Space and planets

A planet is an astronomical body orbiting a star or stellar remnant that is massive enough to be rounded by its own gravity, is not massive enough to cause thermonuclear fusion, and has cleared its neighbouring region of planetesimals. The term planet is ancient, with ties to history, astrology, science, mythology, and religion. Five planets in the Solar System are visible to the naked eye. These were regarded by many early cultures as divine, or as emissaries of deities.
Latest news, discovery and discussion about planets.
  • WKMG

    How SpaceX plans to move Starship from Cocoa site to Kennedy Space Center

    KENNEDY SPACE CENTER, Fla. - Long before SpaceX can fly Starship to the moon or Mars, a prototype of the spacecraft must be moved from its construction site in Cocoa to the Kennedy Space Center for testing. SpaceX representatives declined to answer News 6's questions about how the private company will transport the spacecraft more than 20 miles between the two facilities or when the relocation will occur. However, records obtained exclusively by News 6 reveal that in September the 180-foot-tall spacecraft could be towed along the State Road 528 Beachline Expressway before being placed on a barge in the Indian River for shipment to Launch Complex 39. Cargo transport company Roll-Lift USA recently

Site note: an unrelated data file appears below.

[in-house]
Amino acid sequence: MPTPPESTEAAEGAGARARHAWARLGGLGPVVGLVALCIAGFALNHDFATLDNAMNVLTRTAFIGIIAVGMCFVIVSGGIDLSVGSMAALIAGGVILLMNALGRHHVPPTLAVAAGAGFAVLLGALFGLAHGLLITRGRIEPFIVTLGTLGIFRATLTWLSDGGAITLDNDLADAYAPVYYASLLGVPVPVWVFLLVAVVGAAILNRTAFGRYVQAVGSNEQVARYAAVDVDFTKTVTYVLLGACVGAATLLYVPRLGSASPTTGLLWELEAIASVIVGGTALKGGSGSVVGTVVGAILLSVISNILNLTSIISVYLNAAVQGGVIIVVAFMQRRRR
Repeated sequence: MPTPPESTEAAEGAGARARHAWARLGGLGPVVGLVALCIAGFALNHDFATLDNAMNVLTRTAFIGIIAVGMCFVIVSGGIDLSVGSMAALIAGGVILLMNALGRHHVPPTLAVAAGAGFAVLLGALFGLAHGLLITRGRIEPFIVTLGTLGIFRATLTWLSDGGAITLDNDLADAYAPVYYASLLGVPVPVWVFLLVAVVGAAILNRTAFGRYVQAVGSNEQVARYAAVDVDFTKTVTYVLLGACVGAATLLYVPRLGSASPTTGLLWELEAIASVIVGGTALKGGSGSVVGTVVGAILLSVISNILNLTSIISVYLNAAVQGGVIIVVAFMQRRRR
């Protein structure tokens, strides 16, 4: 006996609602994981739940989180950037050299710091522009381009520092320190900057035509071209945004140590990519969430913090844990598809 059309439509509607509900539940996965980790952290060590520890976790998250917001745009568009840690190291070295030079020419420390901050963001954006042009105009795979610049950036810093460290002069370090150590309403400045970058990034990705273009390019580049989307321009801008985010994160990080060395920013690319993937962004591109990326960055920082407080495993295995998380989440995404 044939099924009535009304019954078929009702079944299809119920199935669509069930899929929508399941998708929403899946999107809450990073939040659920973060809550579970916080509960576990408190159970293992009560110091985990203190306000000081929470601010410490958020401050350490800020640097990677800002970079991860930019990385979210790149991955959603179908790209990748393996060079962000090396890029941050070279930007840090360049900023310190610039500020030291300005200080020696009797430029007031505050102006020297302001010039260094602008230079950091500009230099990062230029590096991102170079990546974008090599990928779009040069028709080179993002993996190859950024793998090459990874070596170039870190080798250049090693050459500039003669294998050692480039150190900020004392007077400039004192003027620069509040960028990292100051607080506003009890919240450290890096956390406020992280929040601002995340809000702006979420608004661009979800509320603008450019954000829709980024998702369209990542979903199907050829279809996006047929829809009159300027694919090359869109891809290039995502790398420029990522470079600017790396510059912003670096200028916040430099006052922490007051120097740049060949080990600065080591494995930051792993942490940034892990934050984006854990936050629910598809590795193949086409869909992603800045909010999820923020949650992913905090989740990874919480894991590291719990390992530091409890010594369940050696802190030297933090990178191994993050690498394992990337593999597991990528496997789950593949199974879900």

• PR Newswire

    NASA Administrator, Members of Congress to Discuss Ohio's Role in Artemis Program

    WASHINGTON, Aug. 19, 2019 /PRNewswire/ -- Media are invited to accompany NASA Administrator Jim Bridenstine, U.S. Senator Rob Portman and U.S. Rep. Marcy Kaptur of Ohio Wednesday, Aug. 21, as they visit the agency's Glenn Research Center at Lewis Field in Cleveland and Plum Brook Station in Sandusky, Ohio, to view progress on the agency's Artemis program. During a media roundtable at 10:10 a.m., Bridenstine will discuss the center's role in landing humans on the Moon by 2024 and establishing sustainable lunar exploration by 2028.

  • CNET

    NASA eyes trippy tie-dye clouds in wild nighttime view

    Clouds can take on astounding shapes. A NASA satellite view showing clouds off the coast of Morocco shows just how exotic they can get.  NASA and the National Oceanic and Atmospheric Administration's Suomi NPP satellite captured the view on July 19. The swirling cloud patterns are known as von Kármán vortices, named for the physicist that first described the process that creates them. The small islands below disturb the wind flow, generating the scenic patterns.  We've seen these eye-catching vortices before, but usually in daylight. "I don't recall having seen an image of von Kármán vortices at nighttime previously, so I would consider it rare," said Macquarie University environmental health